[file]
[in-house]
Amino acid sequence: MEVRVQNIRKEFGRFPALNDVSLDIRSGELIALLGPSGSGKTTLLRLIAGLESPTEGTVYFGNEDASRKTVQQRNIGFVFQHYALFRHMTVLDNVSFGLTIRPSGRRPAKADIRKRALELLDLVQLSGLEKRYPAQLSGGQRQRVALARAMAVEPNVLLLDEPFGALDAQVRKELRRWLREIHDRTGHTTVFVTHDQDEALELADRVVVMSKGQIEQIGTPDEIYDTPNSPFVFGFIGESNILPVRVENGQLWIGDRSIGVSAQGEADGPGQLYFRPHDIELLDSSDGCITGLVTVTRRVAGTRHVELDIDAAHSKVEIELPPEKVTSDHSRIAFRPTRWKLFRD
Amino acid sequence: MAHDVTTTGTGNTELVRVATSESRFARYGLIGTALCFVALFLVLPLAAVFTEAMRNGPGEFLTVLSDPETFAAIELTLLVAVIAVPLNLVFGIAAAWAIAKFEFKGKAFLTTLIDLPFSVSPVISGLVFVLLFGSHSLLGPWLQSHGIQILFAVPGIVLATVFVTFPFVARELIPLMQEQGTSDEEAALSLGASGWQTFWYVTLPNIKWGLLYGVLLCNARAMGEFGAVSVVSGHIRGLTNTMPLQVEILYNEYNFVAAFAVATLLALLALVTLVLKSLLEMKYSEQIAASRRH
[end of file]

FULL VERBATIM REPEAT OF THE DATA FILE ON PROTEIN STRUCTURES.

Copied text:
[in-house]
Amino acid sequence: MEVRVQNIRKEFGRFPALNDVSLDIRSGELIALLGPSGSGKTTLLRLIAGLESPTEGTVYFGNEDASRKTVQQRNIGFVFQHYALFRHMTVLDNVSFGLTIRPSGRRPAKADIRKRALELLDLVQLSGLEKRYPAQLSGGQRQRVALARAMAVEPNVLLLDEPFGALDAQVRKELRRWLREIHDRTGHTTVFVTHDQDEALELADRVVVMSKGQIEQIGTPDEIYDTPNSPFVFGFIGESNILPVRVENGQLWIGDRSIGVSAQGEADGPGQLYFRPHDIELLDSSDGCITGLVTVTRRVAGTRHVELDIDAAHSKVEIELPPEKVTSDHSRIAFRPTRWKLFRD
Amino acid sequence: MAHDVTTTGTGNTELVRVATSESRFARYGLIGTALCFVALFLVLPLAAVFTEAMRNGPGEFLTVLSDPETFAAIELTLLVAVIAVPLNLVFGIAAAWAIAKFEFKGKAFLTTLIDLPFSVSPVISGLVFVLLFGSHSLLGPWLQSHGIQILFAVPGIVLATVFVTFPFVARELIPLMQEQGTSDEEAALSLGASGWQTFWYVTLPNIKWGLLYGVLLCNARAMGEFGAVSVVSGHIRGLTNTMPLQVEILYNEYNFVAAFAVATLLALLALVTLVLKSLLEMKYSEQIAASRRH